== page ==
Waste Management & Trenchless Technology
Whenever we tend to settle people, may it be a
permanent habitat or in the passing, waste always gets generated. A fact of
life is that waste is continually being produced and never completely
disappears. Waste treatment often produces secondary waste. The environmental
services industry is continually looking for better methods to control
pollution and remediate sites where pollution damage has been done. With the
limited land space at our disposal it becomes necessary that we must manage
this waste in a fruitful way that benefits the settlement or at least does
not harm it. The process of this management has several parts and few of
those have been covered in this book.
If we look at the waste management process the basic work
involved is to make the waste harmless to the society. A minute observation
can show that it comprises of several actions like collecting the waste,
conveying it to a treatment location, treating and then finally disposing it
in a harmless way. The structure of this book is in the same order.
The first action is the collection of waste or sewage from their
respective generation locations. This is dealt in the first chapter. Once a
process of collection is identified the next step is to construct such
systems/networks which can be done by the conventional e.g. open cut
excavations or trenchless methods. This is dealt in the second chapter. The
next issue is the development of utilities or lifelines below the ground and
their data management. This is dealt under Subsurface Utility Engineering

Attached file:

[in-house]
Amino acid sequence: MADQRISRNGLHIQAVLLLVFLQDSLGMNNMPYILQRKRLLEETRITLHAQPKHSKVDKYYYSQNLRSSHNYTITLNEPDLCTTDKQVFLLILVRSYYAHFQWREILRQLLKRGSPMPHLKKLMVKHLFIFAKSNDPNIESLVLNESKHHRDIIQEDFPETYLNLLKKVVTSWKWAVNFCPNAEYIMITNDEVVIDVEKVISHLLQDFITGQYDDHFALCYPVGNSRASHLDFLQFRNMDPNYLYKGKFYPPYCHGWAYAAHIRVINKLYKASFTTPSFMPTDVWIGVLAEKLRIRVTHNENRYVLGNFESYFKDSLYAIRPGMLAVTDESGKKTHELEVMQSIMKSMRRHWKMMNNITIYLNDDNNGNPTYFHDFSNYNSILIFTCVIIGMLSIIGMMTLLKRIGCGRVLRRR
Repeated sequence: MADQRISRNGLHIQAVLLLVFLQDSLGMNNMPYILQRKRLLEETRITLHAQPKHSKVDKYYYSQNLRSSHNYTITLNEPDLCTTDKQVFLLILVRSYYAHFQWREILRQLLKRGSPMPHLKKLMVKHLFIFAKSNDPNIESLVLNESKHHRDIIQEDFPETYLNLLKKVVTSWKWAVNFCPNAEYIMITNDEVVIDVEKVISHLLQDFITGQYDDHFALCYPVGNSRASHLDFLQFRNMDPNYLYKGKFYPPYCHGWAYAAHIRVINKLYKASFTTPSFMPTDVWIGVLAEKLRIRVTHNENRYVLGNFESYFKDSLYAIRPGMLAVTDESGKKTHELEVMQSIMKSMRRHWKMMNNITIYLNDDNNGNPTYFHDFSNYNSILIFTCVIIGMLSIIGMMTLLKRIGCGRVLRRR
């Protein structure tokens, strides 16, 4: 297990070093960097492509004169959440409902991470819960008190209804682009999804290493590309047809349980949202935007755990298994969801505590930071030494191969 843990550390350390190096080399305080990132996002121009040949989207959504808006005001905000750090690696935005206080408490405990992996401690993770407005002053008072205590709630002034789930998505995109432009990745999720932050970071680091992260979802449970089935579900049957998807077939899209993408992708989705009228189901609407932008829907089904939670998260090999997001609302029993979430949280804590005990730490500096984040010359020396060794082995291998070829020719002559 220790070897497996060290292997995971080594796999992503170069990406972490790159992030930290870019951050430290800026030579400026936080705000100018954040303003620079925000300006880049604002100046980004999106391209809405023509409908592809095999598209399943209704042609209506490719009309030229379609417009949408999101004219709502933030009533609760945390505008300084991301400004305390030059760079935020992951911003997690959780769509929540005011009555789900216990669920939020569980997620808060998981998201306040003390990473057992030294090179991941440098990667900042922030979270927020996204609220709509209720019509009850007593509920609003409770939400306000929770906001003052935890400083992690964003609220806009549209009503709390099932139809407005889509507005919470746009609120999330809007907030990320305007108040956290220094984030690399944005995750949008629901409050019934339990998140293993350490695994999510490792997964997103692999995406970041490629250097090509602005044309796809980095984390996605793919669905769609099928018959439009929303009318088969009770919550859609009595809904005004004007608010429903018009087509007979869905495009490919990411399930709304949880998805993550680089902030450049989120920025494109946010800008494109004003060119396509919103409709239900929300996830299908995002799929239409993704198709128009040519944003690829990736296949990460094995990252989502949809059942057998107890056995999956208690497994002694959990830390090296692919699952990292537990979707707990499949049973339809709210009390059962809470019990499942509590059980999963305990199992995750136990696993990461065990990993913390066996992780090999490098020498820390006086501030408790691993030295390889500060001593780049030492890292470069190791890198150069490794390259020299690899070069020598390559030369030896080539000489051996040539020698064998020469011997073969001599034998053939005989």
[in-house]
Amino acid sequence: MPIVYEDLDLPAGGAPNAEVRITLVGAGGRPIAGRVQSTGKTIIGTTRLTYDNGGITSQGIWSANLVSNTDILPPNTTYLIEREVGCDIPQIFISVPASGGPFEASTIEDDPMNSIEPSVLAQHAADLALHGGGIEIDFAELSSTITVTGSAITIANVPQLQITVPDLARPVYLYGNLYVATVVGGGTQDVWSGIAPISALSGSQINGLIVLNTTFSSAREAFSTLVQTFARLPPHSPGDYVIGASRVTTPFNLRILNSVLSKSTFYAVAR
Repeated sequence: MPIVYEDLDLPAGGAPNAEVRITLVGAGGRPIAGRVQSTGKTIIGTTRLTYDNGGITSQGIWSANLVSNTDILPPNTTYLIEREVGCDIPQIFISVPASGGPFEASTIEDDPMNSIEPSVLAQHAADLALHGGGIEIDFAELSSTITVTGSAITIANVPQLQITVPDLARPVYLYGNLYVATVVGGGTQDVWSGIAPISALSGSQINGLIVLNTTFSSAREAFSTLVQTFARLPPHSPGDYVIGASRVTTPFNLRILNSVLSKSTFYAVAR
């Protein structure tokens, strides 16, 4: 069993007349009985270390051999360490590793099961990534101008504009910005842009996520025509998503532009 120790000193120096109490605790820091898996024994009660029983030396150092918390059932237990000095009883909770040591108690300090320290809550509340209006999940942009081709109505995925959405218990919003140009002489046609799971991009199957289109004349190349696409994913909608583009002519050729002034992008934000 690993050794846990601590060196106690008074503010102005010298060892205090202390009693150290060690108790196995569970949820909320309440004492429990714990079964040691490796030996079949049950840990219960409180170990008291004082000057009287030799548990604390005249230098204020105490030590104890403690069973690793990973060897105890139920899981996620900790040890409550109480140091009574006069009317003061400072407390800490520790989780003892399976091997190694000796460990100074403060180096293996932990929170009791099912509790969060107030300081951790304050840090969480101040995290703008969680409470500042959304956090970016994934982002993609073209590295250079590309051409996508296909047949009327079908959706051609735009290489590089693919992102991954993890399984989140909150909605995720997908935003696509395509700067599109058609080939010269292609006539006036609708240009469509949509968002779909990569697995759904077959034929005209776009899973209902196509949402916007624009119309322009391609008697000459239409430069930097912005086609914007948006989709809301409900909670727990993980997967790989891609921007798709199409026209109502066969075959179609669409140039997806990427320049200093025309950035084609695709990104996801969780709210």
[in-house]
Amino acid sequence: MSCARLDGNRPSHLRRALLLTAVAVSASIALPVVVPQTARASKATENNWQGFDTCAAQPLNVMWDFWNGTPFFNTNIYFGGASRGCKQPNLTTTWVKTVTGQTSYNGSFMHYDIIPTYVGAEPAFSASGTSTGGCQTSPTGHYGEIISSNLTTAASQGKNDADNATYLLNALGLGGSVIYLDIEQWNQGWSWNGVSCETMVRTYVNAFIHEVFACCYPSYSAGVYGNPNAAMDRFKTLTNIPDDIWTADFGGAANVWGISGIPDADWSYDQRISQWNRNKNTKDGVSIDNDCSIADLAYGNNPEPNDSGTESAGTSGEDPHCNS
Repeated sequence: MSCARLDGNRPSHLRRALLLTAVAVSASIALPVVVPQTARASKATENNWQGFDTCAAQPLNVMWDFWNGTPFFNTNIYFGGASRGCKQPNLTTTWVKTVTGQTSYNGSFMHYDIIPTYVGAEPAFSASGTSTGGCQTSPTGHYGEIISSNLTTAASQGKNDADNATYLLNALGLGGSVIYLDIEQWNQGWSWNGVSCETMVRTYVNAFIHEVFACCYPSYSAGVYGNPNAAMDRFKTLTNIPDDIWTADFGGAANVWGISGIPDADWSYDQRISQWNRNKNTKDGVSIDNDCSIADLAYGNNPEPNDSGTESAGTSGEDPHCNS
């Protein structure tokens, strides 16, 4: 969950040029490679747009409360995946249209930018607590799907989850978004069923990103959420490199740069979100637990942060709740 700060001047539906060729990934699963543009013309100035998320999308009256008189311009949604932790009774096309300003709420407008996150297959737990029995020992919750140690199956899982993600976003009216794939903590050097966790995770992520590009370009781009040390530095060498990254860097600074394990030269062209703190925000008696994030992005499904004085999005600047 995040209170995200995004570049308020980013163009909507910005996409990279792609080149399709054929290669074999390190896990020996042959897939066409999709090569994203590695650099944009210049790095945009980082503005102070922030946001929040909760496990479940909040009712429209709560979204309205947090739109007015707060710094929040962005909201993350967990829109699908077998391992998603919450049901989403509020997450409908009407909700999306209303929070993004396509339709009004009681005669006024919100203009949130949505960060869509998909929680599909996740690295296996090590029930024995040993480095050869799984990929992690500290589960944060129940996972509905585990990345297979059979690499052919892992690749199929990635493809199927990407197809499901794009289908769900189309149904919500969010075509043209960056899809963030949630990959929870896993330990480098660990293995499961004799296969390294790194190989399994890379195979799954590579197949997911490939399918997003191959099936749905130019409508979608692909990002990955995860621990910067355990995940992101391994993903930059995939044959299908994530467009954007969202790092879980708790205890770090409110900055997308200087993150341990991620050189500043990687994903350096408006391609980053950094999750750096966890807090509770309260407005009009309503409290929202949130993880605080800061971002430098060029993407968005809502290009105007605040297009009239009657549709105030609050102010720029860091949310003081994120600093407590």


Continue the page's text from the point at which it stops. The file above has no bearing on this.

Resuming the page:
covered under third chapter.
Having ground profile details available and a developed
subsurface network the next step in the management process would be to
identify the defects of networks. This is done by various pipeline condition
assessment methods like CCTV inspections, EM surveys. Once such defects are
identified the major issue is of recording and reporting this data. For such
requirements internationally a system is presently in use. The system is
called as Uniform Defect Coding. The fourth chapter deals with these issues.
Having identified the defects the obvious action would be to
rehabilitate or renew the defective portions of the pipeline networks. Such
issues are explained in the next two chapters.
By undertaking the above operation one can be sure that his
sewage is flowing to the treatment location which can be a sewage treatment
plant. But that is not the end of the battle! One needs to treat it in the
most appropriate manner and with the progress the quality of the effluent
always goes down and therefore a continuous development of treatment
processes. The next chapter deals with the latest processes of sewage
The final and the most important part of this operation is the
disposal of the refuse from the treatment. It should be disposed off in a
completely harmless manner. These issues are dealt in the eighth chapter.
One of the socially useful and productive uses of the refuse or
end product from any waste treatment process is their use in construction
activities. The ninth chapter deals with such issues.
Through these nine chapters a concise
discussion about the waste and sewage management trends has been presented.
The intent is to provide information about the recent developments of the
sector for educational purpose. Any design or process selection is not
suggested and the reader is explicitly requested to use expert support or
conduct further evaluations before considering using any of the
methods/techniques presented herein. The details presented in this book are owned
by respective organizations/individuals that have the copyright/patent of the
respective material. Respective acknowledgements have been included in the
acknowledgement section. This inclusion should not be construed as an
acceptance of CIDC or its stakeholders about the methods discussed and the
views presented. CIDC and its stakeholders will not accept any claim
whatsoever for any losses arising out of the use of any of the techniques to
the reader, his or her employers and others related or unrelated.
Dr. Niranjan Swarup
Indian Society for
counted from 15th Sept. 2006.